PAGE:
Sandra Eisert · 2018

As a high school student in Washington County, Indiana, Sandra Eisert planned to attend Purdue University, where her father had studied, to become a high school math teacher. Then she saw Purdue’s flat campus, virtually treeless at the time. Accustomed to navigating winding roads and hills in her beloved Southern Indiana, “I knew I would just die there,” she said of West Lafayette. Her dad’s advice: “It’s your life, you have to live it.”

In choosing liberal arts-focused Indiana University Eisert abandoned plans for a math degree. “Indecision” became her new major — until a chance class and a visionary professor set her on a course that had a lasting impact on journalism, particularly picture editing, as she built a resume filled with a multitude of firsts. She was at the forefront of leading women into “this once all-male domain,” said Hall of Fame member J. Bruce Baumann.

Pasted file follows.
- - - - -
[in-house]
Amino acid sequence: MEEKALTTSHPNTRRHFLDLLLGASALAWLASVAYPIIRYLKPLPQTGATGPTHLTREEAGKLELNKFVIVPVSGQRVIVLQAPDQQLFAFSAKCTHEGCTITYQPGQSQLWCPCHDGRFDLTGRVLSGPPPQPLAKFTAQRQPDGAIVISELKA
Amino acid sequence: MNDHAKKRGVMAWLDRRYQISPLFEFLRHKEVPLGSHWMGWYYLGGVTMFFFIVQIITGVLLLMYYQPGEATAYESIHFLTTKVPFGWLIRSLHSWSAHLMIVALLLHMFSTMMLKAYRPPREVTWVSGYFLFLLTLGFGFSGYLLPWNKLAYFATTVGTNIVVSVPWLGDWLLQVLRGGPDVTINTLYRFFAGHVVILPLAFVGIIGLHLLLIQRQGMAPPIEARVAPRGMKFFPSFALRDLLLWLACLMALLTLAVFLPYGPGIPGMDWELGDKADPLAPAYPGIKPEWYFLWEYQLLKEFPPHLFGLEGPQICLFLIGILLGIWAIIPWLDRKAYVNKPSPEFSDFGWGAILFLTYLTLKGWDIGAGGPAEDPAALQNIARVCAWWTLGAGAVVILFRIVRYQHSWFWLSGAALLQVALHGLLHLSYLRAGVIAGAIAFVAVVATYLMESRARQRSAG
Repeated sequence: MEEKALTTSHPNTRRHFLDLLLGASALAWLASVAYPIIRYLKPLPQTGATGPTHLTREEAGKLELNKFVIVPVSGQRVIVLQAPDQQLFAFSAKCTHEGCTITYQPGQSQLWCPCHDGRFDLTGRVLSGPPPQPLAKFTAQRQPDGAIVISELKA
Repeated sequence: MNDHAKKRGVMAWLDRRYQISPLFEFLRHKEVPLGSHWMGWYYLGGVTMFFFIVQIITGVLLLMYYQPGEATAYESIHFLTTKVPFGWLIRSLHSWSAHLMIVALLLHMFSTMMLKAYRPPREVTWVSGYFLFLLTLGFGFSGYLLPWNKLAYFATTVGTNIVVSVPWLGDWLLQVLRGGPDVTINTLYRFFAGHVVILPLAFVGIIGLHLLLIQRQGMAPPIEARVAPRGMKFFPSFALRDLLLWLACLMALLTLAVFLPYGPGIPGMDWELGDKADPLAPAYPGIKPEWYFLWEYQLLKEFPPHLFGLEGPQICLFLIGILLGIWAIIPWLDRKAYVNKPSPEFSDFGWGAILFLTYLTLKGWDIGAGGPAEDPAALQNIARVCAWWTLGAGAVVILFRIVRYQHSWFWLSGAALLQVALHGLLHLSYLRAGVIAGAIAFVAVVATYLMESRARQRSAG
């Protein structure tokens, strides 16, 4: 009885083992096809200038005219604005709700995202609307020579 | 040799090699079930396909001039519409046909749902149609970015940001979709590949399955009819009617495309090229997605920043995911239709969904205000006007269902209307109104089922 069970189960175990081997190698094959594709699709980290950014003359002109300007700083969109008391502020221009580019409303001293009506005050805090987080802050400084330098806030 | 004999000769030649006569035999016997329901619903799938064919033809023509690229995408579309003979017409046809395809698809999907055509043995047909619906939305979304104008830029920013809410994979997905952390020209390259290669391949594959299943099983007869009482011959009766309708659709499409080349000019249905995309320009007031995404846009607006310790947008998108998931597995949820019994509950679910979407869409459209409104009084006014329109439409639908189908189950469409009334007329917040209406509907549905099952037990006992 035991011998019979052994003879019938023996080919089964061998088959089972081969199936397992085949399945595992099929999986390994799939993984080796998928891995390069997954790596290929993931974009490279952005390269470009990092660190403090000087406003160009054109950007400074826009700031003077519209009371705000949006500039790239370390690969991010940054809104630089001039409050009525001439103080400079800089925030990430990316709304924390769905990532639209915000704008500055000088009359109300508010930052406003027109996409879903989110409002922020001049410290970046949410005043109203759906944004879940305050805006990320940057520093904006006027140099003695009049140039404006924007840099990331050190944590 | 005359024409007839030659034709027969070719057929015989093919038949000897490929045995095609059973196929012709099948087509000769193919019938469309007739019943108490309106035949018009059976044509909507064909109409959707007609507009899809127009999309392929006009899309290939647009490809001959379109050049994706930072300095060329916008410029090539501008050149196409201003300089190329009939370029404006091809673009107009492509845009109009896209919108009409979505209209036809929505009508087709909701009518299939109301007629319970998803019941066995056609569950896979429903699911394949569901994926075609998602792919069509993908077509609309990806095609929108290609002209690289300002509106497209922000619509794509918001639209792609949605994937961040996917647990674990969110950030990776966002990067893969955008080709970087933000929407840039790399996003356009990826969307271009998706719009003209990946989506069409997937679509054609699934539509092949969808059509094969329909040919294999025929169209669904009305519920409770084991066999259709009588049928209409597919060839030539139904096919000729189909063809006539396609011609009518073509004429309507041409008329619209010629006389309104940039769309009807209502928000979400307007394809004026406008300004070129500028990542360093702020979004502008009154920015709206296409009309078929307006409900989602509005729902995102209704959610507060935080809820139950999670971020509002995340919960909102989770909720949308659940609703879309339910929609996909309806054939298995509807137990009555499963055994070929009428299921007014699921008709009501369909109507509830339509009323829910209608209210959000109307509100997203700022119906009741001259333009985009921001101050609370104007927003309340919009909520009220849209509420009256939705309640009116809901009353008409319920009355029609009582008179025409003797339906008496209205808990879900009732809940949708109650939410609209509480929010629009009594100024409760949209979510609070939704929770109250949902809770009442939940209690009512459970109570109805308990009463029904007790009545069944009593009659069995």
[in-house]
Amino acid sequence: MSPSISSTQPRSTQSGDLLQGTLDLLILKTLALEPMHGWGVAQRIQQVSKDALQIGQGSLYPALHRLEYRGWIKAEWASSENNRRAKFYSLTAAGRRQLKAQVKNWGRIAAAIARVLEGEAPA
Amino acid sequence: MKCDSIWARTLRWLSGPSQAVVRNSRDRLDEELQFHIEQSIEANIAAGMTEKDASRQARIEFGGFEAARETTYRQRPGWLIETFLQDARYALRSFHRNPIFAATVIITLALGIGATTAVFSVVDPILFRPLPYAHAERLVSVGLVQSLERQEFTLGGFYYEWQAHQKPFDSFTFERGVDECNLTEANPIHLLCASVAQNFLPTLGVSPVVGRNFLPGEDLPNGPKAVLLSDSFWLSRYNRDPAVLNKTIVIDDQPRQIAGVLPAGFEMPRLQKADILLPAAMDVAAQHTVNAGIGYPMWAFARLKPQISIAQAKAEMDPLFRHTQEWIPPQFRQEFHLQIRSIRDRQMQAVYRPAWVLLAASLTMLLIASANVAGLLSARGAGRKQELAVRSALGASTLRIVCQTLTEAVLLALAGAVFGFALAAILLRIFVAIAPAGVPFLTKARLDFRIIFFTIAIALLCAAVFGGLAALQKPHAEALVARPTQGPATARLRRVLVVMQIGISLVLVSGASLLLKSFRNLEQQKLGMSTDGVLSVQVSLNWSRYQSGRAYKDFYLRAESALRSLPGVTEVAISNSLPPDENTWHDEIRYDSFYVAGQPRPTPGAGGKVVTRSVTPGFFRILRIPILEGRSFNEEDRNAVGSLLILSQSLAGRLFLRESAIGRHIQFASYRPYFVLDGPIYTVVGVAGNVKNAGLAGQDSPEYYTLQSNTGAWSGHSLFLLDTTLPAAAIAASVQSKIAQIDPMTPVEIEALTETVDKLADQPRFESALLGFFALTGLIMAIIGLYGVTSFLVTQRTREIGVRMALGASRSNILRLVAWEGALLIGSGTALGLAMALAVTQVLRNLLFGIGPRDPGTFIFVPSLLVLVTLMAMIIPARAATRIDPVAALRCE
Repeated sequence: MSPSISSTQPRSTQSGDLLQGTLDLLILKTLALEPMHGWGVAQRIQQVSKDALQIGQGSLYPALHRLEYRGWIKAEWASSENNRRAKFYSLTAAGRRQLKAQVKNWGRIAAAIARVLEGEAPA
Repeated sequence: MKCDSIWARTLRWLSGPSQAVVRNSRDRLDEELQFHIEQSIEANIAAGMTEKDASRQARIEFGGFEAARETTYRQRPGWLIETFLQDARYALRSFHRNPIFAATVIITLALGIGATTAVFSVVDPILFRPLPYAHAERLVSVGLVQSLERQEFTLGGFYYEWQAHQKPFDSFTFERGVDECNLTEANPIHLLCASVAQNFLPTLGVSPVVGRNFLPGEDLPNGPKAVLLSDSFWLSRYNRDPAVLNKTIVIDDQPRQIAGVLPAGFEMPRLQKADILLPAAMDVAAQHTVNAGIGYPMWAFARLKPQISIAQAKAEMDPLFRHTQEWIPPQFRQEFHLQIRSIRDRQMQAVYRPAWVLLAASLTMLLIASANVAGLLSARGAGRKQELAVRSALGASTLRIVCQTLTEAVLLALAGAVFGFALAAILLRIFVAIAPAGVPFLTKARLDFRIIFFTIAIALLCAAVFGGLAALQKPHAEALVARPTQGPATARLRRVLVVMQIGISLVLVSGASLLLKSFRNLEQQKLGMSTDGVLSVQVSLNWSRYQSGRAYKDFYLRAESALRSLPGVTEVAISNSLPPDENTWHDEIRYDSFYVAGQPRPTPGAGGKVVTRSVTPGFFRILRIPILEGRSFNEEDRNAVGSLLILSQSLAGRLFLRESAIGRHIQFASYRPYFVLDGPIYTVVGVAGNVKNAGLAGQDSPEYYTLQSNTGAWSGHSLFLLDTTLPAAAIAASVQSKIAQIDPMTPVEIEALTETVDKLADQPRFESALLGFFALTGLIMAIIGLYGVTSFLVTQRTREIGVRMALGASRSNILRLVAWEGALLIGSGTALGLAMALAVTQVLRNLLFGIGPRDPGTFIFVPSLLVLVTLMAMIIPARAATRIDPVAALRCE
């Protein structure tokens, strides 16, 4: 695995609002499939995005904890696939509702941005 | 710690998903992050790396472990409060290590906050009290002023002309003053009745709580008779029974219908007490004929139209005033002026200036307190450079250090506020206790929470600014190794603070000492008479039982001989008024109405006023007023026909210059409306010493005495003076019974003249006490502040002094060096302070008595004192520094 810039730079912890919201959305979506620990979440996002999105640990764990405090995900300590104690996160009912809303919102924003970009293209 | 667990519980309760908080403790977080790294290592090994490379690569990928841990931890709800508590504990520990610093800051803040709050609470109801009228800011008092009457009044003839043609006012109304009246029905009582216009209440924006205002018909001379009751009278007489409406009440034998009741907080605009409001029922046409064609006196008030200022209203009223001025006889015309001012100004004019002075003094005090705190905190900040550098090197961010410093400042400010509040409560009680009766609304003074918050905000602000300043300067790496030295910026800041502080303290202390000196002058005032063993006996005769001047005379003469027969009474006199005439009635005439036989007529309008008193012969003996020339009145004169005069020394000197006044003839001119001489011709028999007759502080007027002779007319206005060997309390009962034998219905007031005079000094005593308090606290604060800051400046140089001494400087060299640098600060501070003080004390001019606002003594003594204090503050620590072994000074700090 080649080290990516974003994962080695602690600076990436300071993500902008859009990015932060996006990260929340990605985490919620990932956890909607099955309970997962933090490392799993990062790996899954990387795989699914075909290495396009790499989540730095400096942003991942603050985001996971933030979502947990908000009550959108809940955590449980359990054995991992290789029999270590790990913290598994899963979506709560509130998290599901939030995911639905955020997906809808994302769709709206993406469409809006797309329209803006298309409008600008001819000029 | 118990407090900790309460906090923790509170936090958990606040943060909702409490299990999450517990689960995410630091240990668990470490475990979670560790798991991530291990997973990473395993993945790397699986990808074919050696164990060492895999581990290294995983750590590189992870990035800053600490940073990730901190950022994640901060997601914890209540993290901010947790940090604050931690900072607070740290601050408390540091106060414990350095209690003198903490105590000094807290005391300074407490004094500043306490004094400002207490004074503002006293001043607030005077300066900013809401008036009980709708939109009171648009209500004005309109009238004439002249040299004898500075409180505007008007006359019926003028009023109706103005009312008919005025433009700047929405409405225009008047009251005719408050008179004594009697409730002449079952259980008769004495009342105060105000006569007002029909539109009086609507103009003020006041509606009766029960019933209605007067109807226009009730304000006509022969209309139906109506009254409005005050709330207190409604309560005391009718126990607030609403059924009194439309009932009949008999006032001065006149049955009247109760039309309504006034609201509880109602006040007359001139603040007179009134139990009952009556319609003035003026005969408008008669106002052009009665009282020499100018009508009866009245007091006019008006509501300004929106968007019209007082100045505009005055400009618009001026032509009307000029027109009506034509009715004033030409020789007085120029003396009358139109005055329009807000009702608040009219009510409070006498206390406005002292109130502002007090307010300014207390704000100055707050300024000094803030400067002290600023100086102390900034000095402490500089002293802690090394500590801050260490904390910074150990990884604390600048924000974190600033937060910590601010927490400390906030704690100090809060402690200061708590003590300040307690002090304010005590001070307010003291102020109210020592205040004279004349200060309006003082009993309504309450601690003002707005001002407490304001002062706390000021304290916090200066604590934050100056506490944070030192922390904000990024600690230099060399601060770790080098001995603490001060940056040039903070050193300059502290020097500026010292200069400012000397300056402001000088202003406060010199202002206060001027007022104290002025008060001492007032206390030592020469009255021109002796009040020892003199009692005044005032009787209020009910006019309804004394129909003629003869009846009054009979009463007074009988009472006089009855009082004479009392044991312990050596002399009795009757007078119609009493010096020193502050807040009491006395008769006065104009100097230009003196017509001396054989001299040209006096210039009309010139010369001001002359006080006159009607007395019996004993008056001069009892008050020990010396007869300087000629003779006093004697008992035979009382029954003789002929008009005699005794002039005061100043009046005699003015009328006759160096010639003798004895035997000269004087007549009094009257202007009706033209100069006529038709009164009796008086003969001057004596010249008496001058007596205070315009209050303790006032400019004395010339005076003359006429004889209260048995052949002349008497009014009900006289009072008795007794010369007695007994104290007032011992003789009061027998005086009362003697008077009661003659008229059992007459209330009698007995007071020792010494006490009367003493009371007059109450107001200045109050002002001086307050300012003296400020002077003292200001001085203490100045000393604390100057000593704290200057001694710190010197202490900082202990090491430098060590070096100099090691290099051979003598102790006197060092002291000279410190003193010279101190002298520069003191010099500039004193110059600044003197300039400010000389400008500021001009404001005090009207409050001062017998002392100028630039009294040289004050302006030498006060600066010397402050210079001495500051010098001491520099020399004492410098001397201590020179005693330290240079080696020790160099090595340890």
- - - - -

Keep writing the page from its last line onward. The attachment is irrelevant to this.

Eisert became the first woman named newspaper picture editor when the Louisville Courier Journal & Times hired her right out of college. For her work there, Eisert earned the National Press Photographers Association’s Newspaper Picture Editor of the Year portfolio competition award.

She was named the first-ever White House picture editor under President Gerald Ford. She then became the first woman picture editor of the Washington Post, where she expanded photographic coverage nationally. When Eisert joined the Associated Press’ Washington Bureau, she ran the picture network for the Southern United States.  She later returned to the White House staff to edit pictures for two additional presidents — more than any other editor — and played a key role in producing a book about a fourth.

A move to California took her to the San Jose Mercury News, where she became design director, and to WEST magazine as its art director. She also contributed to the editing, design or strategy of more than 90 books.

When few journalists were thinking digitally, Eisert took a step outside print to become the founding journalist and a designer of MSNBC.com, where she held the titles of senior designer and director of graphics. Her design set the standard for online news with the first easy-to-download pictures, the first interactive graphic and video reporting, and the first online breaking news projects. “It was a truly internet-changing user interface,” she said. She later led the creation of the Department of Defense’s Public Web program.